Vincent nodded and pushed the wall on its hidden pivot, closing one world behind them and entering another. They walked the length of the passage to their basement and heard Matthew’s voice out of the dimness, the light of his flashlight bobbing with his movement. “Thought you’d never get here,” he said, his bad leg braced against the exterior wall of the basement.
“How could we miss it?” Catherine asked as she followed him into the basement. “What have you found?”
Matthew angled his flashlight over to a corner Vincent and the others had not yet had the chance to explore. The light refracted in the glint of…glass? The details were clear enough to his eyes---an astonishing sight---but a lifetime of adjusting, of compensating for what others perceived told him Catherine could not see as clearly. “What is this, Matthew?”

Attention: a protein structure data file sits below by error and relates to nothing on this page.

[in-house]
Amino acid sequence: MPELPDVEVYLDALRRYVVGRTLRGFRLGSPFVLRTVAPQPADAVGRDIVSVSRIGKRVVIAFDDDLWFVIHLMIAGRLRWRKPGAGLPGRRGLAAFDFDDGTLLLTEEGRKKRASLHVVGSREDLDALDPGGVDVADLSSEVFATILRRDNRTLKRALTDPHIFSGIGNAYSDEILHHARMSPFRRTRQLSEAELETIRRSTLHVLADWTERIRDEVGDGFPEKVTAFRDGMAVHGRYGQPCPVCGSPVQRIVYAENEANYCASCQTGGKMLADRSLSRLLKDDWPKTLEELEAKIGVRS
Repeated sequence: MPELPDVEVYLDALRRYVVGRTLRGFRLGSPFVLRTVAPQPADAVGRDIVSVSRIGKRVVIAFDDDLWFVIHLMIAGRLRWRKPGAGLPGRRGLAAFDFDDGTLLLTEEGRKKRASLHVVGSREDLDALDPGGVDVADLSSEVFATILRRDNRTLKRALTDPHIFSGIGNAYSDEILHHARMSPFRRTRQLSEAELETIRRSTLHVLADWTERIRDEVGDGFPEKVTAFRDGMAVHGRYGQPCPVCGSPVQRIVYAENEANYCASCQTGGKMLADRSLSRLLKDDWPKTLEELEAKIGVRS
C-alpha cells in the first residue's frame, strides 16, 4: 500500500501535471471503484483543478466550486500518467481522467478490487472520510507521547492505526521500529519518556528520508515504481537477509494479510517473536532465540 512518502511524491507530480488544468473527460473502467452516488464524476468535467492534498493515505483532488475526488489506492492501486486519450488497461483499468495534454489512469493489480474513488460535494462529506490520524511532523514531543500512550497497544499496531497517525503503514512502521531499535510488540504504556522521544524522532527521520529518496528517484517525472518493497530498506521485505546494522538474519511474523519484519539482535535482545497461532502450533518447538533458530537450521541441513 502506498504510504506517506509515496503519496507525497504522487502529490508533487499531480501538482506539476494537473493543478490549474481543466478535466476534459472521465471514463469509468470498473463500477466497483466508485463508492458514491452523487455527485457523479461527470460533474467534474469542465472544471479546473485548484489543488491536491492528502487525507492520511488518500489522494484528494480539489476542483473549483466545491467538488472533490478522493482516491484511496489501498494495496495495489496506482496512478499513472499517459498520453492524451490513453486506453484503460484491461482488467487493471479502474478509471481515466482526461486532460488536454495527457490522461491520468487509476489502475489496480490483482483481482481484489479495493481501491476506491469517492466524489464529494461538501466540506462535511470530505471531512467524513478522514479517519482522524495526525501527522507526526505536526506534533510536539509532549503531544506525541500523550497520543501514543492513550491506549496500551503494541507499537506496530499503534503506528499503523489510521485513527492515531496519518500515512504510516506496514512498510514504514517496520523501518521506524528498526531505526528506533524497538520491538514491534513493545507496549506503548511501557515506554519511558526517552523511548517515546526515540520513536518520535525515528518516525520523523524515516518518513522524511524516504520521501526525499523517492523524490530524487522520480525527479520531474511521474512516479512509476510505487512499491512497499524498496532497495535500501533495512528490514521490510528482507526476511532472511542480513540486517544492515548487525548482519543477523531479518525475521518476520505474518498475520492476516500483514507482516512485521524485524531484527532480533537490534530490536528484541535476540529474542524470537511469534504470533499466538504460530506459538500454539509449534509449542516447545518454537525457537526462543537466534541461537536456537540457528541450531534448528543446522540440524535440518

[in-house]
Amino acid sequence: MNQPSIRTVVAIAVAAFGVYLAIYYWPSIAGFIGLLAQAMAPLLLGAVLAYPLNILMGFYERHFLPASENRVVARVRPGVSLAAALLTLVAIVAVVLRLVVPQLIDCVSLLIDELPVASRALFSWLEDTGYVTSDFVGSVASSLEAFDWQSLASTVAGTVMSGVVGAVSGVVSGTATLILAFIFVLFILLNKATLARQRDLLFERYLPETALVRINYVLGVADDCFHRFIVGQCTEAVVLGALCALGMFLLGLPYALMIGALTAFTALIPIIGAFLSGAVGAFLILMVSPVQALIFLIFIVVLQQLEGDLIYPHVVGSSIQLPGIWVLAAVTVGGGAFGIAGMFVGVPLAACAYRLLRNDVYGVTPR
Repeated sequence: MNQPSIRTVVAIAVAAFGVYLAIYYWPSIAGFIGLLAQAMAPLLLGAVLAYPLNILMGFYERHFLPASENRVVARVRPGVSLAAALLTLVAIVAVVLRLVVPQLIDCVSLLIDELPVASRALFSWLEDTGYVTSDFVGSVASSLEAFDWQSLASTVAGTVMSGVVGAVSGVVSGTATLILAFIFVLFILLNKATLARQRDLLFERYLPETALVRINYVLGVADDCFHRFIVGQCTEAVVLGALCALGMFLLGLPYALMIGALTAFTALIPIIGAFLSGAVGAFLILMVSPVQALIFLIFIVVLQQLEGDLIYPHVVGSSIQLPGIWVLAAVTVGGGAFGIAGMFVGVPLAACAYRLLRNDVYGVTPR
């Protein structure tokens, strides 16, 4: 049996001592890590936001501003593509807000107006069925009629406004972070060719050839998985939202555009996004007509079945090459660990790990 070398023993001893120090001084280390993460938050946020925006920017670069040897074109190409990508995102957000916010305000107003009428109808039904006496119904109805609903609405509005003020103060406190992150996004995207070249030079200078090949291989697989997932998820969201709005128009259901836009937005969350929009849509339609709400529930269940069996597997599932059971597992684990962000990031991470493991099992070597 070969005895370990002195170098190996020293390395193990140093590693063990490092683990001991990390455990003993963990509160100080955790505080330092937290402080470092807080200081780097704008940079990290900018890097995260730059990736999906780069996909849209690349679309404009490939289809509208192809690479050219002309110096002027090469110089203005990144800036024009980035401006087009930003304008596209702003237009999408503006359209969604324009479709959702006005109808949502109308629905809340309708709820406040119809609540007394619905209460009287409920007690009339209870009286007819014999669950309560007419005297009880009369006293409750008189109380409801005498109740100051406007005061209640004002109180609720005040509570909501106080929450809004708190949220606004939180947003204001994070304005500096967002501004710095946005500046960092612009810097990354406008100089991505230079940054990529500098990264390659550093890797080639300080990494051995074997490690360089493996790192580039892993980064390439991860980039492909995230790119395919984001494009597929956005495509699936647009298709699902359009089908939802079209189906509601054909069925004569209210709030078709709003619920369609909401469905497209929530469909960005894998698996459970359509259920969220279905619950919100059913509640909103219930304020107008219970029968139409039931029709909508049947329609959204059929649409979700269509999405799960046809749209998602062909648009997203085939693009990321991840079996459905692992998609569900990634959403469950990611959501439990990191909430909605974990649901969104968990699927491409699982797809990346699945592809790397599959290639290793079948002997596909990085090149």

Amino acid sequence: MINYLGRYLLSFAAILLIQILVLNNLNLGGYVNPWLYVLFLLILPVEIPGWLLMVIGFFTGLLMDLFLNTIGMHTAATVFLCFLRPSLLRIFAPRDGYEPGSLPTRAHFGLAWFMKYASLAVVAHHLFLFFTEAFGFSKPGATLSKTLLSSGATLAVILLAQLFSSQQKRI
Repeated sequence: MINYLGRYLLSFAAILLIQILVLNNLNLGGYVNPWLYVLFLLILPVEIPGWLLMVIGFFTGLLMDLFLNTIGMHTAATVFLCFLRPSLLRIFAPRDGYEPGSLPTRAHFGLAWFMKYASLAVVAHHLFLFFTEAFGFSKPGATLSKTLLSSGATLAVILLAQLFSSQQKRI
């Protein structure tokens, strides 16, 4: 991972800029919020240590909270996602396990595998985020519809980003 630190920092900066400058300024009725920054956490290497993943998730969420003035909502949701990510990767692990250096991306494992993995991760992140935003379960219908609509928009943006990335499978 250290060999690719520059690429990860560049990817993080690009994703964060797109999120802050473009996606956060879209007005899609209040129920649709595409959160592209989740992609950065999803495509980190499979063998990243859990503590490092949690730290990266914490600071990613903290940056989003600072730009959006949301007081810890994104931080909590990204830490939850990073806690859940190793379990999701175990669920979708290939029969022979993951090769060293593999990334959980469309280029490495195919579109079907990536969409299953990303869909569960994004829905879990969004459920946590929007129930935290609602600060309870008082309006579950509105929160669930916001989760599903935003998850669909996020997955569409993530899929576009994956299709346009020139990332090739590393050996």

There was a muted clink---Matthew, pulling on the chain for the lone light bulb. “Look,” he said, his voice hushed.
Catherine’s gasp echoed in the silence. “Are these…?”
“The original windows for this building? Yeah, I think so,” Matthew confirmed. “Just piled there in the corner like so much garbage. Go ahead, look---they’re yours now.”
Half-buried under a torn burlap tarp, the windows were stacked haphazardly against the wall. The framing was dirty, cracked and splintered, but it did not detract from the colors of the dusty glass--reds and golds and greens, hues Vincent had never seen until the two magical weeks in Connecticut. “There’s a few clear panels, but not many,” she murmured as she gingerly inspected them. “I’ve never…”